How Kobayashi Trains For His Competitive Eating Challenges

Competitive eating is one of the strangest sort-of-sports out there, and Takeru Kobayashi is living proof of how odd things can get. As a slim and intensely fit man, it seems that the Japanese eating legend should have no chance against some of the biggest appetites out there. Yet, he completely upended the competitive eating world at the 2001 Nathan's hot dog-eating contest with his peculiar hot dog-eating technique, which saw him eat the dogs separately, while dunking the buns in water and scrunching them up in order to make them easily edible. From that point on, he's never really stopped shocking the world with his accomplishments.

Sure, Kobayashi isn't infallible. He's had the occasional eating-induced health issue, and he's been known to lose the occasional eating contest. However, there's no denying that he's among the very best at what he does. But how does he train for his seemingly impossible eating achievements, which have earned him a whopping 15 world records as of 2019 (via Associated Press)? What inhuman torture methods must a man's digestive tract go through in order to do what he does?

Let's take a look at how Kobayashi trains for his competitive eating challenges.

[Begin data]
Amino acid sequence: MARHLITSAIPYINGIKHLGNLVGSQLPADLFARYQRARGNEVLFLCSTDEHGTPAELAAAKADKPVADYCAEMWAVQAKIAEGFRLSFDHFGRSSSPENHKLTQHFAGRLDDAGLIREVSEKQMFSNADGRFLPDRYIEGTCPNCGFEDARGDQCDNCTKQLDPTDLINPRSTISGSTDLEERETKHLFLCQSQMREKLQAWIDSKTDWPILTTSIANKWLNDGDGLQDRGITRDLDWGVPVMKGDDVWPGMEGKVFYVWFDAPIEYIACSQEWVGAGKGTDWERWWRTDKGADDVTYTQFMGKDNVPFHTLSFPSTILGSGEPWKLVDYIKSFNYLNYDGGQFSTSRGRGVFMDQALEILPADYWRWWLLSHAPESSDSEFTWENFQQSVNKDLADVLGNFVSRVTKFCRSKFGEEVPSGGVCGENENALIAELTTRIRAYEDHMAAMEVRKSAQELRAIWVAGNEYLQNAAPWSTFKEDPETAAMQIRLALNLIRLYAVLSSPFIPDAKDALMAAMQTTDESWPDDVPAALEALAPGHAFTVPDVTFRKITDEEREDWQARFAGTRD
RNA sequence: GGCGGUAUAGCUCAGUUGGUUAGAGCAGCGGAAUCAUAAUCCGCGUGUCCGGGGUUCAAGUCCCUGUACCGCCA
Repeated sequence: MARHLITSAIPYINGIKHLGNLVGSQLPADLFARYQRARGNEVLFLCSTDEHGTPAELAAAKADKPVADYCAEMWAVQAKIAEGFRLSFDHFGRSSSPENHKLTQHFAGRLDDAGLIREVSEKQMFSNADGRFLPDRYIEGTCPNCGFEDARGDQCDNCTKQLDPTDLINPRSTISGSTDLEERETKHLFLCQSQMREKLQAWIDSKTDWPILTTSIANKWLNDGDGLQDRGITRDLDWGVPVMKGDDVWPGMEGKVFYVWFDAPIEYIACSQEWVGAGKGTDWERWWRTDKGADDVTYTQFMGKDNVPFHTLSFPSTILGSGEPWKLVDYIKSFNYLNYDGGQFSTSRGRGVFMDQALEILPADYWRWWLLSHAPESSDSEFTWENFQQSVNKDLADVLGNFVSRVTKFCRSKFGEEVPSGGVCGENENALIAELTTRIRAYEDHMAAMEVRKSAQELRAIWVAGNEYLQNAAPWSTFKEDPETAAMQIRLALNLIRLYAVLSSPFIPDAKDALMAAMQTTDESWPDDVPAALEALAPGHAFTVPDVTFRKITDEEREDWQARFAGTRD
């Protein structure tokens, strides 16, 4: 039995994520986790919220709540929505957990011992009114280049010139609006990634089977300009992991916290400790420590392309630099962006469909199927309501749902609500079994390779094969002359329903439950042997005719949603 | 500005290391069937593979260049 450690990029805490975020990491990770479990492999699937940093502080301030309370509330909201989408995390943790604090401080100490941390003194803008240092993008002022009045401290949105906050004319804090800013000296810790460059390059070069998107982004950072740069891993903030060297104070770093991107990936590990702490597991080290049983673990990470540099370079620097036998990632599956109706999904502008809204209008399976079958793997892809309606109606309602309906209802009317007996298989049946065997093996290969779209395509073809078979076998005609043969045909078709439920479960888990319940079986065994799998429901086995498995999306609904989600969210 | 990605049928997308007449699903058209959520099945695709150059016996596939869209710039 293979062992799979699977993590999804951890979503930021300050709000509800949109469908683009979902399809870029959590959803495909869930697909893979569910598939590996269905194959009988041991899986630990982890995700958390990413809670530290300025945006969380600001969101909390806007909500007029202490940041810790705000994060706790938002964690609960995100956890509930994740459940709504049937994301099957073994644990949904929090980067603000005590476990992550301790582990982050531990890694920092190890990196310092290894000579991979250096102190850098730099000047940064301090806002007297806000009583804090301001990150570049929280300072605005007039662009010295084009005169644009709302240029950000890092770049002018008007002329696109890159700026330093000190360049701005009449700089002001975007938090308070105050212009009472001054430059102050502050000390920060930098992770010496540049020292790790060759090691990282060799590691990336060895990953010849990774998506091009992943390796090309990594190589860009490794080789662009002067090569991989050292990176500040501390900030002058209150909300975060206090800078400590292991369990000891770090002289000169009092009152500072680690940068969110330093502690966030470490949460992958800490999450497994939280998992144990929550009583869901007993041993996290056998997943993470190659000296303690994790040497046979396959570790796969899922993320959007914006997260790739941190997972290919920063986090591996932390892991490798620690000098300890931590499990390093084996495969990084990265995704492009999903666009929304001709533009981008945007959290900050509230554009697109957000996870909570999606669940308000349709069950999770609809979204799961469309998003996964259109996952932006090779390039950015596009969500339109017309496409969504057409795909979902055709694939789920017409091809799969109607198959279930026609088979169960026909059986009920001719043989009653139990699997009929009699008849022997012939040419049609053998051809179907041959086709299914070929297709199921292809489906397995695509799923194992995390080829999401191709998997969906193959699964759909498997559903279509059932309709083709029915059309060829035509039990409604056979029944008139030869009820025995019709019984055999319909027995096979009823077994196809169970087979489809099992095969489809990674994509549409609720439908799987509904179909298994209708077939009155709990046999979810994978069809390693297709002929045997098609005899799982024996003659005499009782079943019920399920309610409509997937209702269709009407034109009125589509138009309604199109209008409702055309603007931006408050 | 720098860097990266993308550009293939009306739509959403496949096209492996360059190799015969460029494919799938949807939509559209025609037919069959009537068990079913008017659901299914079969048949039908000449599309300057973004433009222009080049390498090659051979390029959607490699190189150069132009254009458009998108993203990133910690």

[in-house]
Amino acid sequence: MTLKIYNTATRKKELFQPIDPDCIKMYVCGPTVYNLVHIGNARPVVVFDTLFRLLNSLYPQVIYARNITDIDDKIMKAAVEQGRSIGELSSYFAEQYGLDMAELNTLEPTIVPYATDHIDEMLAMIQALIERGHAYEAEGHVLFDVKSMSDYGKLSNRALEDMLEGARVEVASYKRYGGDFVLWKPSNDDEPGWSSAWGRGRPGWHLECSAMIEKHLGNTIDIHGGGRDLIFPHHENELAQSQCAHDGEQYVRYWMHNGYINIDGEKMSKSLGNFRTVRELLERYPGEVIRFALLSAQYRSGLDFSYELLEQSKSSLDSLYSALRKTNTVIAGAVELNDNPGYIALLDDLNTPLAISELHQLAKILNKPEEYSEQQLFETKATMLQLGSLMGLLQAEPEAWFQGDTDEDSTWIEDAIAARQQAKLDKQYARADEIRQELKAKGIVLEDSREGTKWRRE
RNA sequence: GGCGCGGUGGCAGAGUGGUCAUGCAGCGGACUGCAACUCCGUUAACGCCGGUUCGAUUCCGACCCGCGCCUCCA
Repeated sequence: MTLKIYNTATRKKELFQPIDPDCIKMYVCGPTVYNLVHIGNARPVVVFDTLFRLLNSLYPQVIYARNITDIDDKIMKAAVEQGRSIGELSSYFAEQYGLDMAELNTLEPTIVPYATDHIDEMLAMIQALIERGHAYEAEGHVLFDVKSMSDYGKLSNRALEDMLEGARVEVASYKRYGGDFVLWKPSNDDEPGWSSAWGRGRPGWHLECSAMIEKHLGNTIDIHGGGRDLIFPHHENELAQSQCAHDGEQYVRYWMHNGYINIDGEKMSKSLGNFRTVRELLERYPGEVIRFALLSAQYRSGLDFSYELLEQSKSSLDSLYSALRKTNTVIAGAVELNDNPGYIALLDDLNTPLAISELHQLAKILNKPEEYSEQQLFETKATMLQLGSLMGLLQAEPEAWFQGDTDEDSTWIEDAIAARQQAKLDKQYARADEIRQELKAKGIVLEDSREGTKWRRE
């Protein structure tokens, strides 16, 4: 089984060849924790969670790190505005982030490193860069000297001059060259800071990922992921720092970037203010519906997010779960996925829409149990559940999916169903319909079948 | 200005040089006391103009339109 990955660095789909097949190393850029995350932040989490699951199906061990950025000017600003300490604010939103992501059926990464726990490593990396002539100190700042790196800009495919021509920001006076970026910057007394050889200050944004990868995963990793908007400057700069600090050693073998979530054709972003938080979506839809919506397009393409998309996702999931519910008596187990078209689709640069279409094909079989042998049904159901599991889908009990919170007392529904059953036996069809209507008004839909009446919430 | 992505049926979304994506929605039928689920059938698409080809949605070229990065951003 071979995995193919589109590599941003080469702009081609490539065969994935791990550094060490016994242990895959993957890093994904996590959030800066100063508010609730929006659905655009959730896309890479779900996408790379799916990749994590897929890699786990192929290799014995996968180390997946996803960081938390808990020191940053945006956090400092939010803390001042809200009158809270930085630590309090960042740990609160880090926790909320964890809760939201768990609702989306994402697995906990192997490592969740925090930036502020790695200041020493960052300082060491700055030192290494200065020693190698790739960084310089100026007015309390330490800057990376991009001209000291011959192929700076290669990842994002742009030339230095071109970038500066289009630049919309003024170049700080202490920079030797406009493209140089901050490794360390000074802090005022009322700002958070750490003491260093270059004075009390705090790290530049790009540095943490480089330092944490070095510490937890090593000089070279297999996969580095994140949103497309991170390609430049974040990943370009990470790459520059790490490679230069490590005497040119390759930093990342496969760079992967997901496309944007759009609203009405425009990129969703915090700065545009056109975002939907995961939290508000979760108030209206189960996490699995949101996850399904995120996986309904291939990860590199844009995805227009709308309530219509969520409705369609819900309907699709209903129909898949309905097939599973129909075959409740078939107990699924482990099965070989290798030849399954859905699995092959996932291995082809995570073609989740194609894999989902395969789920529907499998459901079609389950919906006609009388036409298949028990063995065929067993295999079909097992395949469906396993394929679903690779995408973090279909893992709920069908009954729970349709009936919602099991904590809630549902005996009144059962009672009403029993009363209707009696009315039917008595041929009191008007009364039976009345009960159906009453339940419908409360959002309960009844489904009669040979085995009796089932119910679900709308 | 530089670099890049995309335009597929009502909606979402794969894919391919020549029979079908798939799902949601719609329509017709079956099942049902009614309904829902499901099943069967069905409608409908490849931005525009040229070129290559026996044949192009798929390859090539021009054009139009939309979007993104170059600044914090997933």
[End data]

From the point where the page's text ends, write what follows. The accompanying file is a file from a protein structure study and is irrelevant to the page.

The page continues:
Water for Kobayashi's stomach, weights for the rest of his body

In the aforementioned Associated Press tory, Takeru Kobayashi revealed that he doesn't train by shoving his face full of food every day. "I have to put something inside the stomach to make it expand, but it doesn't necessarily have to be food," he shared. "I train with water. So, I'm not training for long periods of time by hauling food. I'm training with water expanding my stomach."

While he freely admits that his stomach is naturally suited to this kind of thing, he has told The Japan Times that he takes things to the absolute max by slowly pushing against his stomach's maximum capacity with an increasing water intake until he can happily gulp down 3.17 gallons — at which point, he switches to training on solids. The entire process takes around three months, and he needs three recovery days after the competition is over. 

Kobayashi keeps fit by hitting the gym on a regular basis, and though he's slowly developed his body into a machine that's custom-built for competitive eating, the laws of physics mean the sheer amount of food he stuffs down his gullet in competitions still gives him trouble. "When my stomach becomes very full with that amount of food inside, the organs in my body begin to shift places. So, for example, my lungs get shifted up, and they can't expand," he said, explaining why the competitions can leave him quite literally breathless.